EU inquiry into $170bn Billiton bid for Rio Tinto
A PROPOSED $170 billion takeover of mining firm Rio Tinto by Australia’s BHP Billiton hit a roadblock last night when European competition regulators announced an in-depth inquiry into the deal after initial investigations raised “serious doubts”.
Neelie Kroes, the EU competition commissioner, warned that a recent surge in commodity prices had significantly affected industries buying commodities produced by the two companies. “In this very sensitive context any change making the situation worse could be extremely harmful,” she said.
“Therefore the [European] Commission will pay particular attention to ensure that this takeover does not adversely affect competition in Europe.”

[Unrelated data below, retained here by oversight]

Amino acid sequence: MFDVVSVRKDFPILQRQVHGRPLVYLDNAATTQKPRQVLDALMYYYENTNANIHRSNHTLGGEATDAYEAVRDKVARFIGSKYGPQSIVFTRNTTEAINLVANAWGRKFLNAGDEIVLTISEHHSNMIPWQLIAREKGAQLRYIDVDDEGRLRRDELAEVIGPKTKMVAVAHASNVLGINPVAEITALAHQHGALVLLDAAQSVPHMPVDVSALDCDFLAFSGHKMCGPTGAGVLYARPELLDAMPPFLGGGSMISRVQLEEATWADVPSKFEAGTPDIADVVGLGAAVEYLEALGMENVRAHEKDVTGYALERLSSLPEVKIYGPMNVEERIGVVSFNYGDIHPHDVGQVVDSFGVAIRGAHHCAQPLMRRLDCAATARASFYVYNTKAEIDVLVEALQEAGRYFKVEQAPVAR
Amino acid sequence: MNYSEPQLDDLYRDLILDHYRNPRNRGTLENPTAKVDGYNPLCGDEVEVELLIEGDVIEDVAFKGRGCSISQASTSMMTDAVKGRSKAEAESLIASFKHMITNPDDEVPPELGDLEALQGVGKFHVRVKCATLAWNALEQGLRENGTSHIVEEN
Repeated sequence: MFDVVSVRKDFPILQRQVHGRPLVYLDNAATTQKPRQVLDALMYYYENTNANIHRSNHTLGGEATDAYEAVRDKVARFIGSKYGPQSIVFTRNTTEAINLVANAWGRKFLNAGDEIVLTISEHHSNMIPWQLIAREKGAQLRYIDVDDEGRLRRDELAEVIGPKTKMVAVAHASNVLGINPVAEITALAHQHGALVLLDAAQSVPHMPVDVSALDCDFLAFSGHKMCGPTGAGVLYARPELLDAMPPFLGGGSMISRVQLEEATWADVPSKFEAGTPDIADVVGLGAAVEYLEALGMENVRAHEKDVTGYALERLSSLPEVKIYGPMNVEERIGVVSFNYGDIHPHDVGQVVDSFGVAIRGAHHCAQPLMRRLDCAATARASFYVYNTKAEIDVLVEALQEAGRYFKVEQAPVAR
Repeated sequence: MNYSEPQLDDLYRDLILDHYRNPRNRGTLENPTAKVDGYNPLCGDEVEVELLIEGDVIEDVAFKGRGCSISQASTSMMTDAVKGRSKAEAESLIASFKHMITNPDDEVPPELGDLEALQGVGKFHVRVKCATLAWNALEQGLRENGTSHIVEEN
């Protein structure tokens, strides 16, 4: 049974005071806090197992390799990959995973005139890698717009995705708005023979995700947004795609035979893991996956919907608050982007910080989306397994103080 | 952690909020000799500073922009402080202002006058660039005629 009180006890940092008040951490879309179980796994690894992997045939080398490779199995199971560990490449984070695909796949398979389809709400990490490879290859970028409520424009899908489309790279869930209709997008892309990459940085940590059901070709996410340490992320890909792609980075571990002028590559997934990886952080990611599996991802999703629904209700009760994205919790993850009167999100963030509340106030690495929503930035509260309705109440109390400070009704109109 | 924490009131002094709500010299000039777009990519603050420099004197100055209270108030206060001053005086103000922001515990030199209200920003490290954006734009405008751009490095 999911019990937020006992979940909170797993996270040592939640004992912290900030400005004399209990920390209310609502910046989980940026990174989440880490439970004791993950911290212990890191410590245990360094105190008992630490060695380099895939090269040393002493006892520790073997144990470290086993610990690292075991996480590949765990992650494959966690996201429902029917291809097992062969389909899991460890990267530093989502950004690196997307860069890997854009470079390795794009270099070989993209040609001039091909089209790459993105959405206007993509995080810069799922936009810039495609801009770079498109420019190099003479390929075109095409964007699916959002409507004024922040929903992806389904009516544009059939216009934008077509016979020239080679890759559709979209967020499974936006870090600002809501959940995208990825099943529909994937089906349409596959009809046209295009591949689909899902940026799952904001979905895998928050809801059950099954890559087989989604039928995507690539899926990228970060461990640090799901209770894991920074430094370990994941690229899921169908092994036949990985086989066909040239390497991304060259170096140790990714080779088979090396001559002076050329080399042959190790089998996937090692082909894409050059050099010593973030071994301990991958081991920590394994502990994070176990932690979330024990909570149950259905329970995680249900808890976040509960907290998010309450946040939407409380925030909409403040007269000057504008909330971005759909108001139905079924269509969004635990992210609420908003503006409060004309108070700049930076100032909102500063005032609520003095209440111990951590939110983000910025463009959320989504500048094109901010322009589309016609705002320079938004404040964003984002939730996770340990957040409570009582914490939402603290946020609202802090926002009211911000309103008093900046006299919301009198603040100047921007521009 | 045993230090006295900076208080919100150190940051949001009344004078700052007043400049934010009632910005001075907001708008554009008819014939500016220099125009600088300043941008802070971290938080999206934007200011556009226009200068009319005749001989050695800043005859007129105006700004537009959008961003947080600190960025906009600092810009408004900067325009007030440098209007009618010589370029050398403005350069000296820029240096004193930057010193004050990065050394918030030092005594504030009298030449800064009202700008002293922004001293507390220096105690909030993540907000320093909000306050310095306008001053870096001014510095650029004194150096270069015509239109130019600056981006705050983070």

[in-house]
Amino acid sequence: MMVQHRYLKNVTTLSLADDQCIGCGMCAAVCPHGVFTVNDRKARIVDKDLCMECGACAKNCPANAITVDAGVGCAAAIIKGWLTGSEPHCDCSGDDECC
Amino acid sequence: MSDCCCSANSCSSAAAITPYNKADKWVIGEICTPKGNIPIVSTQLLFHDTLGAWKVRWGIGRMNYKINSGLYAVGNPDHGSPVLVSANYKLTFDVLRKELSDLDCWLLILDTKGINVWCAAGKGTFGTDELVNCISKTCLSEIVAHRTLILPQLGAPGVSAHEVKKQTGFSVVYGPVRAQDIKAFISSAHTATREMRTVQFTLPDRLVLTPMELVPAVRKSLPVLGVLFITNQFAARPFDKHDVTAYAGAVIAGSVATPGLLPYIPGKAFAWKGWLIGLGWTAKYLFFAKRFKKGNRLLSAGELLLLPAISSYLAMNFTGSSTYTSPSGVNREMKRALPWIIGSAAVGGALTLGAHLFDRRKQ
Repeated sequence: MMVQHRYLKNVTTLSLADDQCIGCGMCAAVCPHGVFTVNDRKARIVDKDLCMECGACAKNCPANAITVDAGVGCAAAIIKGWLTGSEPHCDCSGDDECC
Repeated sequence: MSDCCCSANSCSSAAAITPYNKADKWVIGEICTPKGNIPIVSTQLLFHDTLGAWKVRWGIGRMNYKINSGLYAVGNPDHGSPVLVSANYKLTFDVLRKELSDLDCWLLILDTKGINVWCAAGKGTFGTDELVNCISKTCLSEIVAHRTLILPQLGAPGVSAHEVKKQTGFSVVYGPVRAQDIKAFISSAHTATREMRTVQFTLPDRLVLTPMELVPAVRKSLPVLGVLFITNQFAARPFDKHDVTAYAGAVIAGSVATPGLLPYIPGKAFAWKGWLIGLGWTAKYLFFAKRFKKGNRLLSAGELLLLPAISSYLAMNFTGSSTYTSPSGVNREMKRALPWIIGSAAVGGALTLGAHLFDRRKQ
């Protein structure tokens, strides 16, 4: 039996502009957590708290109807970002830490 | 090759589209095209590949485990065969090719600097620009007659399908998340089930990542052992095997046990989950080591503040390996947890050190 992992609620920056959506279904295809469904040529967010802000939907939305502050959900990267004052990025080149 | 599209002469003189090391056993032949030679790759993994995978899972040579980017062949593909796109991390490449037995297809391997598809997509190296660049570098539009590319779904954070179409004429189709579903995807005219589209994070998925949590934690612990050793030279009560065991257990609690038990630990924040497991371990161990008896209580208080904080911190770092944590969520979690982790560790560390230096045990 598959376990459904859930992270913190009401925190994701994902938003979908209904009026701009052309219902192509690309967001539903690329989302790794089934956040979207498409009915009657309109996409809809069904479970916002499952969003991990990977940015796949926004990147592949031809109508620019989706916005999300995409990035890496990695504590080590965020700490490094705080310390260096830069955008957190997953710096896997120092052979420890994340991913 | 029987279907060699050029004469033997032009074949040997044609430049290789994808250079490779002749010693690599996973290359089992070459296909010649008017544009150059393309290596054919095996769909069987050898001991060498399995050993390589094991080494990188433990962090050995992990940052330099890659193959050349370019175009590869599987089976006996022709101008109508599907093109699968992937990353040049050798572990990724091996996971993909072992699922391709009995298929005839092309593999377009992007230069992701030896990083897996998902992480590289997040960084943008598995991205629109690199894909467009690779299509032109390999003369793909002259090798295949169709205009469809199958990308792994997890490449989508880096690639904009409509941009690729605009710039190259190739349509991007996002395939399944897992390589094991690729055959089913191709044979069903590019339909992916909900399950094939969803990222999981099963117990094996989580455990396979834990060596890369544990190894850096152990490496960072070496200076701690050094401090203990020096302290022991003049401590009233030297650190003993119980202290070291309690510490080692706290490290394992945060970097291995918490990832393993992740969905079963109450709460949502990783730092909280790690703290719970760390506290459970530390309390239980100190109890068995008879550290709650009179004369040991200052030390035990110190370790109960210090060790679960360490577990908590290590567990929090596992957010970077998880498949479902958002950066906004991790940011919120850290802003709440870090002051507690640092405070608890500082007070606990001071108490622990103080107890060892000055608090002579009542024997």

The commission said the main commodities at stake in its investigation, which can now run until November 11th, were iron ore, coal, uranium, aluminium and mineral sands. It said a preliminary investigation found that after the takeover, the merged company would hold “a significant share” of iron ore supplies and that its share, plus that of its next competitor, would amount to a “very large part of iron ore supplies”.
Steelmakers opposed to the deal argue that the merger would mean up to 80 per cent of the world seaborne trade in iron ore could be in just two companies’ hands, with significant potential implications for pricing power.
The commission also said that the proposed deal would reinforce BHP Billiton’s position in metallurgical coal, “with smaller competitors far behind . . . By increasing the new entity’s market power in iron ore and metallurgical coal, there is a serious risk that the planned takeover could have a negative impact on the outcome of price negotiations with steel customers,” the commission said. – (Financial Times service)